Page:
Discharge at an angle in a channel concept question

Now I agree that the velocity of the discharge and the area is not at right angles, but I don't understand how using $$\cos \theta$$ helps? Shouldn't I use the area perpendicular to the channel? Like so:

We know that discharge $$Q$$ (also called flow rate) is given as the velocity of the fluid $$V$$ times the cross-section area $$A$$, which if written as an equation becomes $$Q = V * A$$
In the task, we are given a flow velocity $$V = 12 m/s$$ (inline with the pipe) and an area $$A = 60cm$$ measured along a vertical line. When given this information, we should immediately notice that the area $$A$$ is not perpendicular to the flow $$V$$, meaning that we cannot simply put $$Q = V * A = 7.2m^2/s$$. We need to decompose either the area or the velocity.
Procedure 1 Like you mentioned, we could use the cross-sectional area perpendicular to the pipe direction, which becomes $$A_1 = A * \cos \alpha$$. Why $$\cos \alpha$$? Well, this is due to the angle $$\alpha$$ as seen in the image below. The two angles are equal, but rotated 90 deg to each other. A method to spot such angle similarities is when the left "foot" of each angle is perpendicular to each other (when extending the lines) while at the same time the right "foot" of each angle is perpendicular to each other (when extening the lines). Having obtained the area $$A_1$$, we can combine it with the inline flow velocity $$V$$ giving $$Q = V * A_1 = V * (A * \cos \alpha) = 6.24 m^2/s$$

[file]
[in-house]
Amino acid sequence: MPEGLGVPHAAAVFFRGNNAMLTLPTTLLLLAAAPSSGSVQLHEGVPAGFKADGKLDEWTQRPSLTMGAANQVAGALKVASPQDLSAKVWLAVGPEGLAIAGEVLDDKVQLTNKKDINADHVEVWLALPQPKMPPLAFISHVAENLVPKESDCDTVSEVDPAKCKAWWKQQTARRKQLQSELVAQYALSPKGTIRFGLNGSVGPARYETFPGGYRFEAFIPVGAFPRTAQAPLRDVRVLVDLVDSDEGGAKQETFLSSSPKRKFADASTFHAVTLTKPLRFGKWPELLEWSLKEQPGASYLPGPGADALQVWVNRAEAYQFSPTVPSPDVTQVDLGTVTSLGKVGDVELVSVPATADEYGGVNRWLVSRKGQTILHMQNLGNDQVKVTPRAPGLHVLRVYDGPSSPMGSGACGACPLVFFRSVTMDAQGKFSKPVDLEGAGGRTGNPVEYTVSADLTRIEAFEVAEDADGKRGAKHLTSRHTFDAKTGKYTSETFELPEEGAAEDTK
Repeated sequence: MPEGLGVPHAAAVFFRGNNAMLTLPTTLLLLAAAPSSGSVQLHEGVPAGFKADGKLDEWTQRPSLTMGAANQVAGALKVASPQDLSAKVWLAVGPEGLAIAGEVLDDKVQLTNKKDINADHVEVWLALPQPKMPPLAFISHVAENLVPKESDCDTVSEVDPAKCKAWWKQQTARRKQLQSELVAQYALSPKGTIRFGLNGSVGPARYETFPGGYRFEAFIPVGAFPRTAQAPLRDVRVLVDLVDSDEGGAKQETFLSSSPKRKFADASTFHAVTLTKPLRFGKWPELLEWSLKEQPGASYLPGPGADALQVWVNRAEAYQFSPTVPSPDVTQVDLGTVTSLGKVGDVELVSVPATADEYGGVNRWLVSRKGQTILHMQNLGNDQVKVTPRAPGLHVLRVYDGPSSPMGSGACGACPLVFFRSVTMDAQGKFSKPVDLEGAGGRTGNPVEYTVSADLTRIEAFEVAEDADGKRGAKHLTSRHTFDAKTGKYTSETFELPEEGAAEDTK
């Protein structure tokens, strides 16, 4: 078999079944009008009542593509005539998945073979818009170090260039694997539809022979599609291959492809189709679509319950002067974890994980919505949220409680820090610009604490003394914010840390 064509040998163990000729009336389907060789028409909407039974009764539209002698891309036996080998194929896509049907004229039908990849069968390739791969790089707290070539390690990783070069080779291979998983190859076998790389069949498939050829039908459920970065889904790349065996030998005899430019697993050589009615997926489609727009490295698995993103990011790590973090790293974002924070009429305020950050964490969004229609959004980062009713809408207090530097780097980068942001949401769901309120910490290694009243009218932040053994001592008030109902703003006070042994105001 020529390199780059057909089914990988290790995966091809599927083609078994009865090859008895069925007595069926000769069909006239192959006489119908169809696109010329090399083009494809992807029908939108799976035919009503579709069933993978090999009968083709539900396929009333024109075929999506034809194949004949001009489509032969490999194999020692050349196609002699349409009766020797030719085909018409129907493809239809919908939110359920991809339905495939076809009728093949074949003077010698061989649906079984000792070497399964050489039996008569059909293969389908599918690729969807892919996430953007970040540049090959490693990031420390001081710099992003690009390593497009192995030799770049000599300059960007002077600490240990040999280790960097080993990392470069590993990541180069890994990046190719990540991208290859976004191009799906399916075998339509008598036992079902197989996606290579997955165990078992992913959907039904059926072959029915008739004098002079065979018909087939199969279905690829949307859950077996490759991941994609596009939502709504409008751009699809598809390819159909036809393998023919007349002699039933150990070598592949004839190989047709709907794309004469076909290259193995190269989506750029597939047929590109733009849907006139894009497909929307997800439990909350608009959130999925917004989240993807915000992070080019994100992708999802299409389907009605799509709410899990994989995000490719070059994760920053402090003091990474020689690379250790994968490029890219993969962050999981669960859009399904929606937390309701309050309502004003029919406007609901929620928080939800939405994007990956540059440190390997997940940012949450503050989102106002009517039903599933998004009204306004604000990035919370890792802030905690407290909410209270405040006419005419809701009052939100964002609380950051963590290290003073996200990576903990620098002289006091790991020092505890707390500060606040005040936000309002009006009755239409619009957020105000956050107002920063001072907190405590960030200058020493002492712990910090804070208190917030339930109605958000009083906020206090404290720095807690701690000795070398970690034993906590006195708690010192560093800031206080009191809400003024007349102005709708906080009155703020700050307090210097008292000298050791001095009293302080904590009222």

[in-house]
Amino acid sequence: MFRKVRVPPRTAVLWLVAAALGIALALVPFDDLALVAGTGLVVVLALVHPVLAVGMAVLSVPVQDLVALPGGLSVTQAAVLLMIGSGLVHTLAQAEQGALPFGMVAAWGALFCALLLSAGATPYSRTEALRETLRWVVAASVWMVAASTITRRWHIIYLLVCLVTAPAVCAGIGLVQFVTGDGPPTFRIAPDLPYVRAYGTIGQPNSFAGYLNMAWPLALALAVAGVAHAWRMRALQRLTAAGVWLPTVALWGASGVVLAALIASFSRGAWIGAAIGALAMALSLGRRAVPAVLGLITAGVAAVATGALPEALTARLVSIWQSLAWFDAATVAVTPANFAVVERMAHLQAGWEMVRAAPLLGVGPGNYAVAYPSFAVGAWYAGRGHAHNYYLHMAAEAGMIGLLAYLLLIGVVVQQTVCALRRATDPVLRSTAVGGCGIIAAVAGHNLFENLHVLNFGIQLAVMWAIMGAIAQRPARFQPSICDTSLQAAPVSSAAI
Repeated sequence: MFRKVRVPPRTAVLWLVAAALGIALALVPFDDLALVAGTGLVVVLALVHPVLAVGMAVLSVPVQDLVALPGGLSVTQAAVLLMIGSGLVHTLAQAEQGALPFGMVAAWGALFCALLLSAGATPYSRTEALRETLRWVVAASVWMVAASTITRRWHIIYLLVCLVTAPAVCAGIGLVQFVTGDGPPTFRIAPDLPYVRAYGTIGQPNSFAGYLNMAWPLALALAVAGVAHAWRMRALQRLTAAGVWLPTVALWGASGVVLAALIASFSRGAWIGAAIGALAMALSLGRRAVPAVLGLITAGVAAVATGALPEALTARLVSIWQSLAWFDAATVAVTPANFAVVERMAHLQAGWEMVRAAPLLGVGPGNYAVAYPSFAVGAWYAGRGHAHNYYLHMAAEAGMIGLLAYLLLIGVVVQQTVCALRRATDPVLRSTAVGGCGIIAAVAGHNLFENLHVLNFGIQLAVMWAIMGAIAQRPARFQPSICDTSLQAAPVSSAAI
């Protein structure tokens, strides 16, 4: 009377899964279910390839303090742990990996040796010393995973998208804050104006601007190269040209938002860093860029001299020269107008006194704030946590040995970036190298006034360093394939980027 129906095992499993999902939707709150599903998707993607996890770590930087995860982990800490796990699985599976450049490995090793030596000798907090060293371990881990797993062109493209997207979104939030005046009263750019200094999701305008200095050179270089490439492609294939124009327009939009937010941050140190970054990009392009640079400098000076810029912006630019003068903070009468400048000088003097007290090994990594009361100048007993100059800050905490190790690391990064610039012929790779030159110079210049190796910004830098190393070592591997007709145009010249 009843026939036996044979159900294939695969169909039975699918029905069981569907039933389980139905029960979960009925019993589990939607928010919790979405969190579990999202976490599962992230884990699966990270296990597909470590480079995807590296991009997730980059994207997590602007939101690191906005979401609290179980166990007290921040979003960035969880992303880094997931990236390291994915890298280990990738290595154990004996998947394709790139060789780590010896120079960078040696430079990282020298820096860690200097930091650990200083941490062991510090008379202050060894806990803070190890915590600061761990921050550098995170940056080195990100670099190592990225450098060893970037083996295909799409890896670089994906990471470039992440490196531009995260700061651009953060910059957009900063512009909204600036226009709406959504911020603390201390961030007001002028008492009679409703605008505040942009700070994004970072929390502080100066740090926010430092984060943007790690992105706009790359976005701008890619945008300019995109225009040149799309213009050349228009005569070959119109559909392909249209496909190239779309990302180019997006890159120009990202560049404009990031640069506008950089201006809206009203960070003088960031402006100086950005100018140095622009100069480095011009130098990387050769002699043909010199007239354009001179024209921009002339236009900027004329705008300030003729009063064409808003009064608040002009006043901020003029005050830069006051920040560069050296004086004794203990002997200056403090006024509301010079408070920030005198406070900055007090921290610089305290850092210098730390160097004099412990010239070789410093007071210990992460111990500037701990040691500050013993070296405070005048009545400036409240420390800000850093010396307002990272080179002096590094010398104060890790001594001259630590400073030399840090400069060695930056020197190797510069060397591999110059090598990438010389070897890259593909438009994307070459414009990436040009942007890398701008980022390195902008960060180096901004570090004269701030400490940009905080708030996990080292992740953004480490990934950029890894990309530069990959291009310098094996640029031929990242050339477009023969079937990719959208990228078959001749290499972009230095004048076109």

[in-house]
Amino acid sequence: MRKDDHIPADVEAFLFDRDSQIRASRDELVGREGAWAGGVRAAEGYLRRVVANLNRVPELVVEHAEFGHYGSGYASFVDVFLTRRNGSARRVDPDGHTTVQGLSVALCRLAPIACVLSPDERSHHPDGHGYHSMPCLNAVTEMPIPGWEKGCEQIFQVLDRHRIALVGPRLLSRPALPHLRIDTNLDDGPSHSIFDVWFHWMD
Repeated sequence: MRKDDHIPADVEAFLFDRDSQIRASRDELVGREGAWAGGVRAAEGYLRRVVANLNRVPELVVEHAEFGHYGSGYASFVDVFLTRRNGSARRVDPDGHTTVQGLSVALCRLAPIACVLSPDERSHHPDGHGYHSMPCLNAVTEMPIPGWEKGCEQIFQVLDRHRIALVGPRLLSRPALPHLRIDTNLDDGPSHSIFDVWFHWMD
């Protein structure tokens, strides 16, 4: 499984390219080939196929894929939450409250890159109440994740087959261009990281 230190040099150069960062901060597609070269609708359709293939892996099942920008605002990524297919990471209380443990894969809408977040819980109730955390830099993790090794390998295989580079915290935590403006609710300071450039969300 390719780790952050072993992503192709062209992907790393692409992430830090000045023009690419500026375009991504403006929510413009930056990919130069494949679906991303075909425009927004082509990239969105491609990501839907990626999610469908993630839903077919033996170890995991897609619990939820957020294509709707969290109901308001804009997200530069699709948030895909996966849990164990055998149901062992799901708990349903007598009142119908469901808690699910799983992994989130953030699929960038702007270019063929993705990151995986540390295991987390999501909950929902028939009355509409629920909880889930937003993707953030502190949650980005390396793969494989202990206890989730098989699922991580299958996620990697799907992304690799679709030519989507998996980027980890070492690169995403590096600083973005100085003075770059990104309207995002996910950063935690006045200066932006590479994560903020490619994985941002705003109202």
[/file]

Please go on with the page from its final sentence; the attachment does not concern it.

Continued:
Procedure 2 (what the task did) Rather than thinking of the discharge inline with the pipe, consider the discharge through a vertical cross-section of the pipe. We may then use the area $$A$$, but must decompose the velocity to be perpendicular to $$A = 60cm$$. That is, we are interested in the x-component of the inline flow velocity (given a coordinate system x-y with x horizontal to the right). This gives $$V_x = V * \cos \alpha$$ as seen in the image below. Ultimately, we get $$Q = V_x * A = (V * \cos \alpha) * A = 6.24 m^2/s$$